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Math Help - Divisibility

  1. #1
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    Divisibility

    Hi

    Prove that if m=\alpha n, where m and n are positive integers, and \alpha is a positive odd integer, then 2^n+1 \mid 2^m+1

    Result due to Gauss or Euler... I can't remember... more likely to Gauss
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  2. #2
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    Isn't it  x+1 \mid x^{2n+1} + 1 ?

    If it is correct , then  (x^n)+1  \mid (x^n)^{\alpha} +1  ~ ... since  \alpha  ~ is ~ odd


     m=\alpha n
     x^m = x^{\alpha n}
     x^m + 1 = x^{\alpha n} + 1

    Therefore ,  x^n + 1 \mid x^m + 1

    Finally , sub. x into 2

     2^n+1 \mid 2^m+1
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  3. #3
    Senior Member TheAbstractionist's Avatar
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    The fact that \alpha is odd means that the expression 2^{n(\alpha-1)}-2^{n(\alpha-2)}+2^{n(\alpha-3)}-\cdots will end in +1. Hence

    2^m+1

    =\quad2^{\alpha n}+1

    =\quad(2^n+1)\left(2^{n(\alpha-1)}-2^{n(\alpha-2)}+2^{n(\alpha-3)}-\cdots+1\right)

    \implies\ 2^n+1\,\mid\,2^m+1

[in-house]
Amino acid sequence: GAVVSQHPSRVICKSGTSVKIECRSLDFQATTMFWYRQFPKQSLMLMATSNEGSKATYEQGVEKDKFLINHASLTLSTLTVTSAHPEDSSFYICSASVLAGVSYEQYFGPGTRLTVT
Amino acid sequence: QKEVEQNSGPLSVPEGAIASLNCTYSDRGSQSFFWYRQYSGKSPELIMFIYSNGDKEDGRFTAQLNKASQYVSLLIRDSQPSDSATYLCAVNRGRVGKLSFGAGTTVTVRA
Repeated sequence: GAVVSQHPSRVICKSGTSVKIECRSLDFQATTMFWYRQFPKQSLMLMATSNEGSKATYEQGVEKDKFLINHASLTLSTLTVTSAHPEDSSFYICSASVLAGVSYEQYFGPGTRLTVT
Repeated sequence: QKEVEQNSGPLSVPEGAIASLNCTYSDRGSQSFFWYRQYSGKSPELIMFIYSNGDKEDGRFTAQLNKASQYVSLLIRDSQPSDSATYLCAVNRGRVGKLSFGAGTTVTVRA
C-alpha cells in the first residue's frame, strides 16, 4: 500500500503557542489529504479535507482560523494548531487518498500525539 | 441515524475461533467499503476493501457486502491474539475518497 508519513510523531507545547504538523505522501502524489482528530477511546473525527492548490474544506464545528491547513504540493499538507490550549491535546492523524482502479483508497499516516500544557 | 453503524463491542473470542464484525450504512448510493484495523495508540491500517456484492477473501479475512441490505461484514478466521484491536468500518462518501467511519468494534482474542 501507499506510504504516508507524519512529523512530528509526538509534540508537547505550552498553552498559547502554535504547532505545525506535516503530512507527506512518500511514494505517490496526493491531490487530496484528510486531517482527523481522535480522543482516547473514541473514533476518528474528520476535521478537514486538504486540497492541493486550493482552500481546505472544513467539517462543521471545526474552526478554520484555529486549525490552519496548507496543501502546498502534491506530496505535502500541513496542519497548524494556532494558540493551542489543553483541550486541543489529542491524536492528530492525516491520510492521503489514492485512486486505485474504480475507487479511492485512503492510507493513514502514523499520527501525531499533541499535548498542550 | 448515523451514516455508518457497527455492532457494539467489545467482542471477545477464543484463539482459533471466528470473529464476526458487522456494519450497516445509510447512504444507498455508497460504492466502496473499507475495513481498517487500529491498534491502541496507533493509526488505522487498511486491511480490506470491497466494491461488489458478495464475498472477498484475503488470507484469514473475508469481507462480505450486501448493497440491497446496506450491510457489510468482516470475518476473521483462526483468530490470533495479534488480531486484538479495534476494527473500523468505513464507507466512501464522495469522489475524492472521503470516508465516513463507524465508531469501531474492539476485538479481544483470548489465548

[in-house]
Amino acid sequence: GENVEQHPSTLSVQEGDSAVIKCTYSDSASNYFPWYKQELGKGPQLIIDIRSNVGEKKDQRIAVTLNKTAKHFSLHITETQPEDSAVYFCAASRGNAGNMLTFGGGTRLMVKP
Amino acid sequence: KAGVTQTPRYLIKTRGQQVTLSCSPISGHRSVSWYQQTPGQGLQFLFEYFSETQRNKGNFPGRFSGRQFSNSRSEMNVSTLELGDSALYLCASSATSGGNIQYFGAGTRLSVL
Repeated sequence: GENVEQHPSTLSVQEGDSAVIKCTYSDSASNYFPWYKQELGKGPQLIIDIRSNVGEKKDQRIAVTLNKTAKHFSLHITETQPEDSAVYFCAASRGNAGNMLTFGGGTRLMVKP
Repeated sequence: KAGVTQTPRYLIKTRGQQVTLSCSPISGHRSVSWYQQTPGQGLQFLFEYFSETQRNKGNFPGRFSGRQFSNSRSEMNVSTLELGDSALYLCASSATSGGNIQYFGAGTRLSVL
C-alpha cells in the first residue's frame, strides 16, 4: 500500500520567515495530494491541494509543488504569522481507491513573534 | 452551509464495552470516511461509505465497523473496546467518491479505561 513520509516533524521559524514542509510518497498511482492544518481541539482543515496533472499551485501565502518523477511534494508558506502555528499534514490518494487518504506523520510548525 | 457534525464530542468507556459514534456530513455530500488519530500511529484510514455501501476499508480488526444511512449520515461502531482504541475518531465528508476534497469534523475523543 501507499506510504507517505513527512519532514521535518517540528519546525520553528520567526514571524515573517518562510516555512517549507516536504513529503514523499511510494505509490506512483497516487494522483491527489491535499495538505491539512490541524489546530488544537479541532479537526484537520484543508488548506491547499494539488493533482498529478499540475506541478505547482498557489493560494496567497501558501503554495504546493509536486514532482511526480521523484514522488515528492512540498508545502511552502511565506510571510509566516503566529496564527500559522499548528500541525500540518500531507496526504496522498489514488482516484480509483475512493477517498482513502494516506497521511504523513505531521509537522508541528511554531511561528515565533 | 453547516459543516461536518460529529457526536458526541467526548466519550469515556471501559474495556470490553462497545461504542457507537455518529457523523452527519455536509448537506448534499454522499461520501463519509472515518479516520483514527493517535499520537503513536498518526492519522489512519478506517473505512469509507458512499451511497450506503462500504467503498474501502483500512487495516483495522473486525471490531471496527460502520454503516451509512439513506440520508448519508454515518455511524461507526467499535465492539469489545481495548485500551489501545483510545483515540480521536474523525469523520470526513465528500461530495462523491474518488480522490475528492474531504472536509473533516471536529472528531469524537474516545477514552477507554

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  4. #4
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    Is it true for all positive integers  \alpha

     2^n - 1 \mid 2^m - 1 ??

    Therefore ,

    If  n \mid m ~ , then  2^n -1 \mid 2^m - 1 .
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  5. #5
    Senior Member TheAbstractionist's Avatar
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    Quote Originally Posted by simplependulum View Post
    Is it true for all positive integers  \alpha

     2^n - 1 \mid 2^m - 1 ??

    Therefore ,

    If  n \mid m ~ , then  2^n -1 \mid 2^m - 1 .
    Yup, Iíd say thatís true.
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  6. #6
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    Quote Originally Posted by simplependulum View Post
    Isn't it  x+1 \mid x^{2n+1} + 1 ?

    If it is correct , then  (x^n)+1  \mid (x^n)^{\alpha} +1  ~ ... since  \alpha  ~ is ~ odd


     m=\alpha n
     x^m = x^{\alpha n}
     x^m + 1 = x^{\alpha n} + 1

    Therefore ,  x^n + 1 \mid x^m + 1

    Finally , sub. x into 2

     2^n+1 \mid 2^m+1
    I don't understand your reasoning

    =\quad(2^n+1)\left(2^{n(\alpha-1)}-2^{n(\alpha-2)}+2^{n(\alpha-3)}-\cdots+1\right)
    Yup, that's the key step


    Here is how I did :

    \begin{aligned}2^m+1 &=2^{\alpha n}+1 \\<br />
&=(2^n)^\alpha+1 \\<br />
&=(2^n+1-1)^\alpha+1 \\<br />
&=1+\sum_{k=0}^\alpha {\alpha \choose k} \left\{(2^n+1)^k (-1)^{\alpha-k}\right\} \\<br />
&=1+(-1)^\alpha +(2^n+1) \sum_{k=1}^\alpha \left\{{\alpha \choose k} (2^n+1)^{k-1} (-1)^{\alpha-k}\right\} \end{aligned}

    Because \alpha is odd, we have 2^m+1=(2^n+1) \sum_{k=1}^\alpha \left\{{\alpha \choose k} (2^n+1)^{k-1} (-1)^{\alpha-k}\right\}

    And since the sum is an integer, we're done
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